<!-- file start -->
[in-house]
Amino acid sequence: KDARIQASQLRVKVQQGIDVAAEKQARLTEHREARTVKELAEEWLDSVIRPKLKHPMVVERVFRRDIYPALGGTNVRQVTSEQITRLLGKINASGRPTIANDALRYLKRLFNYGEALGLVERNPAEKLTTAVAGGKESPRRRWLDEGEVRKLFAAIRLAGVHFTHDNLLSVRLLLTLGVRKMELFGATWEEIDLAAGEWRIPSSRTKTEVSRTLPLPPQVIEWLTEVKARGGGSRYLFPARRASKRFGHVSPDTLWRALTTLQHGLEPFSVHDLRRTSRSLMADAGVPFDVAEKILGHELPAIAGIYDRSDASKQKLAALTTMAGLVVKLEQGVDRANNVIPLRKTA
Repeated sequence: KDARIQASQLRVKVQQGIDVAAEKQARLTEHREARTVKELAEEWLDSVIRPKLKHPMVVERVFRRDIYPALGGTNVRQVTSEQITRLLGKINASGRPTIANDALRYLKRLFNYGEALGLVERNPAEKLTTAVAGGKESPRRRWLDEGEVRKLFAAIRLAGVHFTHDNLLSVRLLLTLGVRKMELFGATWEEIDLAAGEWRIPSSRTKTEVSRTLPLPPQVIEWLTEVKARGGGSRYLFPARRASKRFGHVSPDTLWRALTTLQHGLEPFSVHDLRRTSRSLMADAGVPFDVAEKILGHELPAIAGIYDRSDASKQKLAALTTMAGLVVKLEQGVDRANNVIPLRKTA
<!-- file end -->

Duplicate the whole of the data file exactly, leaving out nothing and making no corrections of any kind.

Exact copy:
[in-house]
Amino acid sequence: KDARIQASQLRVKVQQGIDVAAEKQARLTEHREARTVKELAEEWLDSVIRPKLKHPMVVERVFRRDIYPALGGTNVRQVTSEQITRLLGKINASGRPTIANDALRYLKRLFNYGEALGLVERNPAEKLTTAVAGGKESPRRRWLDEGEVRKLFAAIRLAGVHFTHDNLLSVRLLLTLGVRKMELFGATWEEIDLAAGEWRIPSSRTKTEVSRTLPLPPQVIEWLTEVKARGGGSRYLFPARRASKRFGHVSPDTLWRALTTLQHGLEPFSVHDLRRTSRSLMADAGVPFDVAEKILGHELPAIAGIYDRSDASKQKLAALTTMAGLVVKLEQGVDRANNVIPLRKTA
Repeated sequence: KDARIQASQLRVKVQQGIDVAAEKQARLTEHREARTVKELAEEWLDSVIRPKLKHPMVVERVFRRDIYPALGGTNVRQVTSEQITRLLGKINASGRPTIANDALRYLKRLFNYGEALGLVERNPAEKLTTAVAGGKESPRRRWLDEGEVRKLFAAIRLAGVHFTHDNLLSVRLLLTLGVRKMELFGATWEEIDLAAGEWRIPSSRTKTEVSRTLPLPPQVIEWLTEVKARGGGSRYLFPARRASKRFGHVSPDTLWRALTTLQHGLEPFSVHDLRRTSRSLMADAGVPFDVAEKILGHELPAIAGIYDRSDASKQKLAALTTMAGLVVKLEQGVDRANNVIPLRKTA